We employ, but we do not own

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My Turkish friend Orhan came to see me the other day. Accompanying him was Barakat, a diminutive and shabbily dressed Saudi with an impressive mustache that extended from ear to ear. Barakat had a problem they needed to air out.

It so happened that a couple of days prior to their visit, Barakat’s Filipino maid had unexpectedly disappeared. His wife woke up one morning only to find the maid’s sleeping mat folded, and the front door unlocked. Her frantic calls to Barakat who was at work at the time brought him back rapidly to their apartment.

After checking out their place for any missing items of value, Barakat sought to question some of the neighbors in the adjoining apartments. No one had observed anything. The building watchman was next, but he was of no help. He was busy around the corner most of the morning washing and cleaning the landlord’s two cars.

Barakat was perplexed. How dare this woman do this to him, he muttered as he sat across from me. For some unexplained reasons, I could not help get Clint Eastwood and those spaghetti westerns with their array of villains out of my mind as I tried to focus my wandering thoughts.

“Are you sure she took off voluntarily? Is there any chance she may have been in some kind of an accident, or is simply out on an errand...?” I asked before he interrupted me. “We do not allow her to leave our apartment ever. She was brought here to work, and that’s all we ever let her do,” he replied emphatically.

“Have you informed the concerned authorities?” I continued less graciously, feeling slightly uncomfortable in the presence of this man whose mannerisms were beginning to make me realize why his maid might have run away. Orhan, at this point, interjected that they both had spent the previous day going from one government agency to the other to get all this information taken care of. After several perplexing detours from one bureaucracy to another, they believed that they had covered all of the bases.

“Does your wife work, ...And what can I do to help?” I cautiously asked with mixed feelings. “No, my wife is not employed anywhere. And she is not a housekeeper or a maid. That is why I went through all the trouble of applying for and recruiting a maid. This maid was never good from the start,” he continued. “All she did was clean the apartment, do the laundry and iron the clothes. And there are only five of us...my wife, our three children, and me. Two of the children went to school, and the third was not yet ready. And what irritated me the most was that she could never cook an appealing kabsa or fix my sheesha right.”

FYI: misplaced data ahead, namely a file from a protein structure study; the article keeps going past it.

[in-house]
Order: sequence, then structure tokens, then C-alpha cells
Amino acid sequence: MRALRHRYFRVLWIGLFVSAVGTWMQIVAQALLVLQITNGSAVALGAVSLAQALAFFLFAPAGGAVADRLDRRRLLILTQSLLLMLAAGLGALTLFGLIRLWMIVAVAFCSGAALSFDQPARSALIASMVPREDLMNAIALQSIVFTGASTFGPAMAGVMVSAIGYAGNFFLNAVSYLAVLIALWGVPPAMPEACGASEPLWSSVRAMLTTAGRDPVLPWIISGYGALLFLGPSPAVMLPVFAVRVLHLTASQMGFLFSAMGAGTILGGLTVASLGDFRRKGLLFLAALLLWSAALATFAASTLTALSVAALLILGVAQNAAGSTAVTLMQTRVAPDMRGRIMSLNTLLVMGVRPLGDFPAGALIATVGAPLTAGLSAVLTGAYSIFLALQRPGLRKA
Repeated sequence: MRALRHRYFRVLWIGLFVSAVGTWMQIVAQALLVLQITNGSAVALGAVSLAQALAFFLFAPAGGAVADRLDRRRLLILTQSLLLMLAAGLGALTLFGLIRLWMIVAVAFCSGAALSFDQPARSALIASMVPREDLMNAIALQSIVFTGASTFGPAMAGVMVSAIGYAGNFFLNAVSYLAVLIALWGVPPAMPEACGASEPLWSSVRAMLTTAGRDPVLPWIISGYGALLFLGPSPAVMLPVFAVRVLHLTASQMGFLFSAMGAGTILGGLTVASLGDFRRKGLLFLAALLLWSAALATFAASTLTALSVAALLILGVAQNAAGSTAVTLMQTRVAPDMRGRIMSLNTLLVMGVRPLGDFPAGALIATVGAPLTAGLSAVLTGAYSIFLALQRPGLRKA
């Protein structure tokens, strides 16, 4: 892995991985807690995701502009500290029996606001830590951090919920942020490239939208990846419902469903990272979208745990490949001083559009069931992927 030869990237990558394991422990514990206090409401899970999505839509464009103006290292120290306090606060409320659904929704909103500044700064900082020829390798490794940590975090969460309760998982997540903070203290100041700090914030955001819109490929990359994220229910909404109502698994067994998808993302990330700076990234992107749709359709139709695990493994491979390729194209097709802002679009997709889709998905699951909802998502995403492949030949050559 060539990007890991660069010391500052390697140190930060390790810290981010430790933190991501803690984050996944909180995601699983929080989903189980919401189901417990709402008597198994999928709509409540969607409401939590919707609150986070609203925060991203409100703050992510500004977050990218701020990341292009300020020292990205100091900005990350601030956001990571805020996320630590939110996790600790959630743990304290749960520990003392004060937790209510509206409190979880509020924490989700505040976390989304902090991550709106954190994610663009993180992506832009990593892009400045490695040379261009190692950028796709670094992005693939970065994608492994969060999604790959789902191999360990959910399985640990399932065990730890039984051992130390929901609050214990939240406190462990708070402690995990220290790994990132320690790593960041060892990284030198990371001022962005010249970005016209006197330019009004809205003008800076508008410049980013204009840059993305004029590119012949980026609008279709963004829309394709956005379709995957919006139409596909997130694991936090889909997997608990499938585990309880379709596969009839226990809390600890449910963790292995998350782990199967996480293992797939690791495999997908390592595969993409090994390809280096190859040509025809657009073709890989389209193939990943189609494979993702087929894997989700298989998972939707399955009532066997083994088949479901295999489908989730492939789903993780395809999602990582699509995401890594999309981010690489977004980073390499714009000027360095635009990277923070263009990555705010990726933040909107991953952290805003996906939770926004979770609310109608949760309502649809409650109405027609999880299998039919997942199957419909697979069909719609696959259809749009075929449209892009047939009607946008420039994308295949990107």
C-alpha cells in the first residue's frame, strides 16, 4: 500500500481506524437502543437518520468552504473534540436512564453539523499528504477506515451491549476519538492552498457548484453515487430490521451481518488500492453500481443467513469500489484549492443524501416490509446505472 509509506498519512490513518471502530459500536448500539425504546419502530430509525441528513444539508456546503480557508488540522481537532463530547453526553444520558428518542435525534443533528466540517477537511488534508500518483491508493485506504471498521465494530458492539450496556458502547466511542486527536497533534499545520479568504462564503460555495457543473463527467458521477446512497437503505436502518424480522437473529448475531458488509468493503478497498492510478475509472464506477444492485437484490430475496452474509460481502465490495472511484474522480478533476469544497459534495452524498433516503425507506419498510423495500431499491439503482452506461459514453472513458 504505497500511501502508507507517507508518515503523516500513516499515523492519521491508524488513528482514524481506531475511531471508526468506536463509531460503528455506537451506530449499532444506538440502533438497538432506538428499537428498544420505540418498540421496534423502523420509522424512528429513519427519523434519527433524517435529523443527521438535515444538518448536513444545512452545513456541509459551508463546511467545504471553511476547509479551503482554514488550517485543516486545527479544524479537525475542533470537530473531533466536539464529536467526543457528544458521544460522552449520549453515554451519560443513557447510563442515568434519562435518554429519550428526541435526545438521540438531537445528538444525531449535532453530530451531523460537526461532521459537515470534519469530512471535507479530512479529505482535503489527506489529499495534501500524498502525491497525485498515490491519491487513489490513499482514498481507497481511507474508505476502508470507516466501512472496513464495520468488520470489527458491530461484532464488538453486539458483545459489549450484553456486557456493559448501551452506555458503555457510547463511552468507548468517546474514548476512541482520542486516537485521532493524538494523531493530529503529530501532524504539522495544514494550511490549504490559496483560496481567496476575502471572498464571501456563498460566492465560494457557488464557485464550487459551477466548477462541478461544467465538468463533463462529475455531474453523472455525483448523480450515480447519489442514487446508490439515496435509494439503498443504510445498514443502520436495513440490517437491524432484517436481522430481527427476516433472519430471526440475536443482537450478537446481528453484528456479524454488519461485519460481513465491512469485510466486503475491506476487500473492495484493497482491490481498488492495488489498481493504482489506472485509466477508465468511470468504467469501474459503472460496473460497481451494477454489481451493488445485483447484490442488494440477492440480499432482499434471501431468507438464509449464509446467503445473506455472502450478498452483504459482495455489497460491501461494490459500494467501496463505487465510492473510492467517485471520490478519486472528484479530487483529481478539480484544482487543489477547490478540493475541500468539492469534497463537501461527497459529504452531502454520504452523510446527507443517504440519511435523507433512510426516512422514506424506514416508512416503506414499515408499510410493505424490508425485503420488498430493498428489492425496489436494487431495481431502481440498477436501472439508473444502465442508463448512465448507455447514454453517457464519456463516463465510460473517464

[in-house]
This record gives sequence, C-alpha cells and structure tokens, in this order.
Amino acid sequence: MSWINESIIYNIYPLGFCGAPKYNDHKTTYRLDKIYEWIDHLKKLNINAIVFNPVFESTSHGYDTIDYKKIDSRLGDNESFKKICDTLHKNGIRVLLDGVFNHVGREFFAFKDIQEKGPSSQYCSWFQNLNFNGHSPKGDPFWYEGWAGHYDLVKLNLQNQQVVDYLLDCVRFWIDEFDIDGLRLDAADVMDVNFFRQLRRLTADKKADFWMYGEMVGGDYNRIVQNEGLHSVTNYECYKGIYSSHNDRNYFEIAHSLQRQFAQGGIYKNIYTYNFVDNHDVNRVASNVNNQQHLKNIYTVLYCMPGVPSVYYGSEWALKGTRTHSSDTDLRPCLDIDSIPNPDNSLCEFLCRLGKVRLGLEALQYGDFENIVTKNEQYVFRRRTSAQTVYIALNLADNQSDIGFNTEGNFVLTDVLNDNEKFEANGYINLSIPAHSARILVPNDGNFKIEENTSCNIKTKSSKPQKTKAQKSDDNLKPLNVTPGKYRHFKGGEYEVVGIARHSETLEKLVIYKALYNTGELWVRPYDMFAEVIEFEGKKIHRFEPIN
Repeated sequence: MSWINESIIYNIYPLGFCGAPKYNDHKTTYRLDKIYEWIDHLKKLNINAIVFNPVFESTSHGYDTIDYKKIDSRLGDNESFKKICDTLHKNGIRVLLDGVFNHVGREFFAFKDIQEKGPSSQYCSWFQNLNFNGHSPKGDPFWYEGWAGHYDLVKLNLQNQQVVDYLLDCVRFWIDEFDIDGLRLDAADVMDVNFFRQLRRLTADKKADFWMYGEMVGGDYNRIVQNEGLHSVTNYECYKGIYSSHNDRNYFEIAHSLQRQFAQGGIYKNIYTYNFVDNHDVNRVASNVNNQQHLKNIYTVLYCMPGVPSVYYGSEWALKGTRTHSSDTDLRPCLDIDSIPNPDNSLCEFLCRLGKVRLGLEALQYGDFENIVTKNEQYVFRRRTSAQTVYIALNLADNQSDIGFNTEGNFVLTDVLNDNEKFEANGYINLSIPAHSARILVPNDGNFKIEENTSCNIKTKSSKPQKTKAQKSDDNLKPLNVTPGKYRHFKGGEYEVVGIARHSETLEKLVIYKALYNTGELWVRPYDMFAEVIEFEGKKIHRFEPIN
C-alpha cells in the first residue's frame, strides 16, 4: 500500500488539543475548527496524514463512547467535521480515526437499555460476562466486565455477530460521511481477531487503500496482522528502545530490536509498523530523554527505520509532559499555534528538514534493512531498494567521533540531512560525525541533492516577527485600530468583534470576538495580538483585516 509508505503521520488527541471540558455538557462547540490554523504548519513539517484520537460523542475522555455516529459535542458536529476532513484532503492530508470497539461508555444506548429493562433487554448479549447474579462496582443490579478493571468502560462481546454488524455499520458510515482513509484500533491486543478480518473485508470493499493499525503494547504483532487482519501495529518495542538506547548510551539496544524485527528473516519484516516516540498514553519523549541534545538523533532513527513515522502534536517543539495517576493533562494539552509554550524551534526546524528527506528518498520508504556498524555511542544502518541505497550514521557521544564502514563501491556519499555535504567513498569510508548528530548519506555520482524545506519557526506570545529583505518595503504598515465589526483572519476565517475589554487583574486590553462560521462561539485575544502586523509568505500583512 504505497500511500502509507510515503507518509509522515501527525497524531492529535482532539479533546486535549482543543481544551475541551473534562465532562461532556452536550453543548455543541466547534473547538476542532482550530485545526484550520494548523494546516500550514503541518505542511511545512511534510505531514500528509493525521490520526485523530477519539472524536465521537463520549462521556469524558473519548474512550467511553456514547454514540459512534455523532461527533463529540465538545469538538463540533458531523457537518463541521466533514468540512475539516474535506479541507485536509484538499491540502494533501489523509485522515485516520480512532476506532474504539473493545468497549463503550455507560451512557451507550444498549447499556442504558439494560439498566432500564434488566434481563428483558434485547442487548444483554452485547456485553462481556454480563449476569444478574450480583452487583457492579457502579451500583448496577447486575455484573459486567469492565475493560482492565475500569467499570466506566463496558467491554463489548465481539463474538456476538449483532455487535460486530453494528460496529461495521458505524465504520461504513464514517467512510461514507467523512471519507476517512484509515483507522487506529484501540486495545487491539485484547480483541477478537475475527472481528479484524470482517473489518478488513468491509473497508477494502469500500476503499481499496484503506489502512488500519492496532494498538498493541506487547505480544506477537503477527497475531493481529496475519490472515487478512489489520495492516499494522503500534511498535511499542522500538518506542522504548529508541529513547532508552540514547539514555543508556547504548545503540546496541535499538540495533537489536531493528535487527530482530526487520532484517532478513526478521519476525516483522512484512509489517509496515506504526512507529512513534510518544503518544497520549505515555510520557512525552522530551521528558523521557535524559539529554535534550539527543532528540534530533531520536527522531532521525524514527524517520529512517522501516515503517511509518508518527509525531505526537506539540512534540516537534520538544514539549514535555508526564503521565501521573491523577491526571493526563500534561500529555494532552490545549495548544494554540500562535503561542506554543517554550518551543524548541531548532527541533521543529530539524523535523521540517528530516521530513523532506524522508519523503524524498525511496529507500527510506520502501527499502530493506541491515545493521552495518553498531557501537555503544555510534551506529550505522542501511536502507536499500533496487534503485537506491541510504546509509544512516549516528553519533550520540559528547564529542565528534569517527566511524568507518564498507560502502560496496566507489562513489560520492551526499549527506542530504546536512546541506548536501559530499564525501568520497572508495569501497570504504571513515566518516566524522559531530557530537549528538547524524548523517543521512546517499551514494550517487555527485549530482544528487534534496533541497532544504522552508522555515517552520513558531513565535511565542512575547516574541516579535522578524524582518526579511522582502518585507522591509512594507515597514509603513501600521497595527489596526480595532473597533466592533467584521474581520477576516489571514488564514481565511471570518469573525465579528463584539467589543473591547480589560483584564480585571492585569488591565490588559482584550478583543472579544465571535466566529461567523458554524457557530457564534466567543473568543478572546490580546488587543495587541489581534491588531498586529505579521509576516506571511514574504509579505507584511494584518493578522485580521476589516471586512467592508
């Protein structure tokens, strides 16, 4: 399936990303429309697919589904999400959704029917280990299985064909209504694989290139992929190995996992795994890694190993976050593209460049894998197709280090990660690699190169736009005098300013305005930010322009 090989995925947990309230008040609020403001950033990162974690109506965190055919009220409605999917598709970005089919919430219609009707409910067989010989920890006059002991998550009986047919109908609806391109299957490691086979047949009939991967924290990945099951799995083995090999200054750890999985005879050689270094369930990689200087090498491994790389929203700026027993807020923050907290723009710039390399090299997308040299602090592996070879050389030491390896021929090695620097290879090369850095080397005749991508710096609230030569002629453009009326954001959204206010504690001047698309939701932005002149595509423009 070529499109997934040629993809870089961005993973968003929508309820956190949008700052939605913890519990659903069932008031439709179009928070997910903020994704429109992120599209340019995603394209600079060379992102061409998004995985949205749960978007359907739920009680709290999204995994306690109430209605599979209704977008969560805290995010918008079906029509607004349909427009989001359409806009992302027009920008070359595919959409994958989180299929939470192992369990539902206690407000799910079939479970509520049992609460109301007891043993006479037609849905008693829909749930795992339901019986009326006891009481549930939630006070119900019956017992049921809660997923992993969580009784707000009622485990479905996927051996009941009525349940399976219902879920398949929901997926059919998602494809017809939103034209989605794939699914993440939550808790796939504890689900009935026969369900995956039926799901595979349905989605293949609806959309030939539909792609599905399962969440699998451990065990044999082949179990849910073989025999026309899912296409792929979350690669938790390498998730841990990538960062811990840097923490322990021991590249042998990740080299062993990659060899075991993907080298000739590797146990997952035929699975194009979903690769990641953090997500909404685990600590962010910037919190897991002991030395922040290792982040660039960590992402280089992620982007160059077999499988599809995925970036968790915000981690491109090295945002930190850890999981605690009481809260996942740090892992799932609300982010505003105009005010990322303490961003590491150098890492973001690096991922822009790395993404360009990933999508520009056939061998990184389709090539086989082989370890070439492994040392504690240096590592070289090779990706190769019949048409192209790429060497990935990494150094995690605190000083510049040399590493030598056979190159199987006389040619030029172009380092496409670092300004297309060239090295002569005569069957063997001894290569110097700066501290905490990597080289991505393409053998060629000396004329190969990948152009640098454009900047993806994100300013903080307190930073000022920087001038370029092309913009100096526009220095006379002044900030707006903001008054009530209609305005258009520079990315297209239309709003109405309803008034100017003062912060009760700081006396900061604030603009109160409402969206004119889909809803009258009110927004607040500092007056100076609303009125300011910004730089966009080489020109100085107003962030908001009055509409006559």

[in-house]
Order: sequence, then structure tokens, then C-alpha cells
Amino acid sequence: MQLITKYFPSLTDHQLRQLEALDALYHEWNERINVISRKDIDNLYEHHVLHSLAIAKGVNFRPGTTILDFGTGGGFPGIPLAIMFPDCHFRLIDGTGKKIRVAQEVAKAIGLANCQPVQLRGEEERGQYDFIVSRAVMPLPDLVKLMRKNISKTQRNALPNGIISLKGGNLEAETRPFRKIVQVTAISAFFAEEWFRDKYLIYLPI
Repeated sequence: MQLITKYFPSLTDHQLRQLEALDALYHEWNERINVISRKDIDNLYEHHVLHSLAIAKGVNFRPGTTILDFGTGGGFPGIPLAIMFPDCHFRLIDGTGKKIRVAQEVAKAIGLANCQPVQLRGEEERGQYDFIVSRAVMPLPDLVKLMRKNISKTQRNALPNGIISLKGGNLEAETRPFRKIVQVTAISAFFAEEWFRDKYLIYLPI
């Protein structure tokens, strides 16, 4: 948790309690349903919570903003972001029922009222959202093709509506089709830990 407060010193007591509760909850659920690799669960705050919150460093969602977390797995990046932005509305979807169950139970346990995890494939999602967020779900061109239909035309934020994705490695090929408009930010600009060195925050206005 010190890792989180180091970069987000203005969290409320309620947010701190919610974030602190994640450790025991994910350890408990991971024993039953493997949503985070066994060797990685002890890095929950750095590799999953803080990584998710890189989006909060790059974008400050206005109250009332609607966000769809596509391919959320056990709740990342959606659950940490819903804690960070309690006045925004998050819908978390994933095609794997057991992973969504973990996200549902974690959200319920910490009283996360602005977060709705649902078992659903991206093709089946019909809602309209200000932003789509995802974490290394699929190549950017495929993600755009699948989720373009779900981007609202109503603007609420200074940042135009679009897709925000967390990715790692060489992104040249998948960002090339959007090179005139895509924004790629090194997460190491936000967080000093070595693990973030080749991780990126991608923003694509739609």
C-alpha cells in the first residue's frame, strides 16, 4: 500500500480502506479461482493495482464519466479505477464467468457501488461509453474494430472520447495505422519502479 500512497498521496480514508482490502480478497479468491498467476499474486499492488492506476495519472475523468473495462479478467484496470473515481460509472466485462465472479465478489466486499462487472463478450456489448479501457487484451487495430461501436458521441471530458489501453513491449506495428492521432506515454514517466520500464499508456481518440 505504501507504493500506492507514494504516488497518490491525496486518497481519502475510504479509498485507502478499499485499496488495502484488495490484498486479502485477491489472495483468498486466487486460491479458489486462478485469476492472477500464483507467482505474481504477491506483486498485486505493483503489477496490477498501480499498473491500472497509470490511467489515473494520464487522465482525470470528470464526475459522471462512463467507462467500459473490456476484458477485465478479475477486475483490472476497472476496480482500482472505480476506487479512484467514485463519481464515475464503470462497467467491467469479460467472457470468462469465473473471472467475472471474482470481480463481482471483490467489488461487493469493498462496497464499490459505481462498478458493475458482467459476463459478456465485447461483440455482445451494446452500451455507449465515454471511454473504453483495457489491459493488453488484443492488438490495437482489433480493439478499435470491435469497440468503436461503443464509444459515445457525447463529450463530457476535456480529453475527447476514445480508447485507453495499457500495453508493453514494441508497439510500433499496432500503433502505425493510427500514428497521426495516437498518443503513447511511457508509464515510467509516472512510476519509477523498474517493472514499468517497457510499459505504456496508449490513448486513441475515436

In the evenings, when his relatives came for a visit, she was expected to prepare tea and other delicacies for the guests, which was not such an unusual demand, he added. When all the family members had retired for the night, she was counted upon to mop up the mess before she went to sleep. On weekends, Barakat usually entertained his extended family, and his maid was required to prepare food and dessert for well over two dozen people!

Barakat evoked memories of tyranny against hired help, untold tales of terror and persecution against some of the gentler denizens on this planet. And Barakat did not appear to be a very gentle individual.

As Barakat sat there spewing forth his wrath and contempt on the maid and her whole civilization, I could not help but think that here was an ignorant man who for some twist of economic abundance had assumed that he had purchased a human being and her freedom. Orhan at this point noticing the stunned frown on my face and interrupted to ask me if I could be of any help.

I just shrugged my shoulders, shook my head and walked them to the door. Slavery was abolished centuries ago, and yet there are today individuals who by virtue of their place in life seek to make slaves of those they employ. And this in the 21st century! Who knows, tables may turn with the passage of time.

The author can be reached at talmaeena@aol.com. Follow him on Twitter @talmaeena


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